The danger came from where it was not expected. Working under water at high air pressure led to the fact that the workers complained of wild pains in the joints, vomiting, convulsions. Later, this ailment will be called caisson disease. In the meantime, construction was underway, hundreds of men were injured. Five died. The trouble did not pass and Washington itself. Having survived two attacks of decompression sickness, he was paralyzed and now he could only observe the progress of construction from afar.

Underwater work

The woman who saved the building

New York shuddered. Will the greatest building of its time ever remain unfinished? Already two chief engineers bowed their heads before her. But the situation was saved by Washington's wife, Emily Roebling. She was a very strong-willed and talented girl. From the very beginning of construction, she was interested in her husband's work and was privy to all the details. When her husband fell ill, she came to the site and gave his instructions to the workers. Soon everyone began to consider her their boss.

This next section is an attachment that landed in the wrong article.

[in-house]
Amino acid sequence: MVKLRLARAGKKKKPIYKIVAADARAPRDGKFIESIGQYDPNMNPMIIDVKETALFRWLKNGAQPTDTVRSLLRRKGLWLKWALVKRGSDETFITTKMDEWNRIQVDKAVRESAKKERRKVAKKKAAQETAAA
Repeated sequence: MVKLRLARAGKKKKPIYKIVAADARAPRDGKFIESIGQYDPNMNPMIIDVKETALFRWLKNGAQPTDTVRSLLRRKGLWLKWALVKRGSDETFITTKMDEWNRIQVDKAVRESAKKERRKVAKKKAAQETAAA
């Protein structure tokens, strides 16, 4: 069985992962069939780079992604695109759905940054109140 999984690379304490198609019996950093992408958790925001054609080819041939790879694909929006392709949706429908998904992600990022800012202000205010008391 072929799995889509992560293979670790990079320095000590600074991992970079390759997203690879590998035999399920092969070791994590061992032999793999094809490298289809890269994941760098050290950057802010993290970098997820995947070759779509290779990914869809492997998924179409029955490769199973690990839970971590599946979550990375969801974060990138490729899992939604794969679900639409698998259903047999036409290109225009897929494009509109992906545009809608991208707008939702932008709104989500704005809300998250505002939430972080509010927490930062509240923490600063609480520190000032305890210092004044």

Thanks to Emily the Brooklyn Bridge was completed in 1883. It took 14 long years to build, of which 11 were essentially headed by a woman.

Emily Roebling


The solemn event took place on May 24th. This day was declared a public holiday in Manhattan and Brooklyn. Hundreds of thousands of people came to see the greatest creation of New York. The orchestra played on the bridge all day, and in the evening there was a grandiose fireworks display. All dignitaries, priests, heads of cities and even the President of the United States attendedevent. Emily Roebling, along with the president, was one of the first to cross the bridge on horseback.

More than 150,000 people walked across the bridge that day. 2,000 vehicles passed. Today, the traffic flow of the Brooklyn Bridge is 150,000 cars daily.

Bridge Opening Day

Elephants on the bridge

Just a few days after opening, another tragedy struck. People actively used the innovation and wondered how a structure hanging above the water can withstand the weight of hundreds of carriages, horses and citizens at the same time? At the time, it was fantasy. By chance, on May 30, 1883, a woman stumbled and fell. A "joker" who was passing nearby, frightened, shouted that the bridge was collapsing. People in panic began to run to the shore. As a result of the stampede, 12 people died and 36 were seriously injured.